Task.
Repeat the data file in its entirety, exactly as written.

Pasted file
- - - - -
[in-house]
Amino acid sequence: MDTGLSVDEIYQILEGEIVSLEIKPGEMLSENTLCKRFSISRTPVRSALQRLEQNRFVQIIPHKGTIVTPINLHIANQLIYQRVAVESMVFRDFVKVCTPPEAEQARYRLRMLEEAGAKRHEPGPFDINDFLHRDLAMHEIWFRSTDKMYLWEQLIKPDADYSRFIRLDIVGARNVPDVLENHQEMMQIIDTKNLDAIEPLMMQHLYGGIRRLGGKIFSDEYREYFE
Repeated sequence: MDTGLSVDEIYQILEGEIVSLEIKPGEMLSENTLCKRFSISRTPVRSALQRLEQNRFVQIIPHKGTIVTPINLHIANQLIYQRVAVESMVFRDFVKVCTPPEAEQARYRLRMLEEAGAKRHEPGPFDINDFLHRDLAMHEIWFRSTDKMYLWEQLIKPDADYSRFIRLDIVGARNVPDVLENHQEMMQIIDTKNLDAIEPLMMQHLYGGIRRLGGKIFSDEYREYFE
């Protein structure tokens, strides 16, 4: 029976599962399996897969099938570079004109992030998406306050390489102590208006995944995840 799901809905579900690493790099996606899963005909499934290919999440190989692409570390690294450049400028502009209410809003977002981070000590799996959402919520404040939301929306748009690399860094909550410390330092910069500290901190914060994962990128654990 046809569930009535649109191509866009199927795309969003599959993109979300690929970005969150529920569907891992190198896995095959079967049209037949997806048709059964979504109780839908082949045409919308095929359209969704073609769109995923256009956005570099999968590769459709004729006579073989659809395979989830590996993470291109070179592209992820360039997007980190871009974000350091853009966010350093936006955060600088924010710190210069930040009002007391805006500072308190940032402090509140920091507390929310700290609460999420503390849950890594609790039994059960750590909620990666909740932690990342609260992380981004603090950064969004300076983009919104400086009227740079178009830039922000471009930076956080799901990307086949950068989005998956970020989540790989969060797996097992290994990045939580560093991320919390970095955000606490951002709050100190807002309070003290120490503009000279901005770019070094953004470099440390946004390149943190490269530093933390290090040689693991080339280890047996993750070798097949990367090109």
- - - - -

[in-house]
Amino acid sequence: MDTGLSVDEIYQILEGEIVSLEIKPGEMLSENTLCKRFSISRTPVRSALQRLEQNRFVQIIPHKGTIVTPINLHIANQLIYQRVAVESMVFRDFVKVCTPPEAEQARYRLRMLEEAGAKRHEPGPFDINDFLHRDLAMHEIWFRSTDKMYLWEQLIKPDADYSRFIRLDIVGARNVPDVLENHQEMMQIIDTKNLDAIEPLMMQHLYGGIRRLGGKIFSDEYREYFE
Repeated sequence: MDTGLSVDEIYQILEGEIVSLEIKPGEMLSENTLCKRFSISRTPVRSALQRLEQNRFVQIIPHKGTIVTPINLHIANQLIYQRVAVESMVFRDFVKVCTPPEAEQARYRLRMLEEAGAKRHEPGPFDINDFLHRDLAMHEIWFRSTDKMYLWEQLIKPDADYSRFIRLDIVGARNVPDVLENHQEMMQIIDTKNLDAIEPLMMQHLYGGIRRLGGKIFSDEYREYFE
């Protein structure tokens, strides 16, 4: 029976599962399996897969099938570079004109992030998406306050390489102590208006995944995840 799901809905579900690493790099996606899963005909499934290919999440190989692409570390690294450049400028502009209410809003977002981070000590799996959402919520404040939301929306748009690399860094909550410390330092910069500290901190914060994962990128654990 046809569930009535649109191509866009199927795309969003599959993109979300690929970005969150529920569907891992190198896995095959079967049209037949997806048709059964979504109780839908082949045409919308095929359209969704073609769109995923256009956005570099999968590769459709004729006579073989659809395979989830590996993470291109070179592209992820360039997007980190871009974000350091853009966010350093936006955060600088924010710190210069930040009002007391805006500072308190940032402090509140920091507390929310700290609460999420503390849950890594609790039994059960750590909620990666909740932690990342609260992380981004603090950064969004300076983009919104400086009227740079178009830039922000471009930076956080799901990307086949950068989005998956970020989540790989969060797996097992290994990045939580560093991320919390970095955000606490951002709050100190807002309070003290120490503009000279901005770019070094953004470099440390946004390149943190490269530093933390290090040689693991080339280890047996993750070798097949990367090109």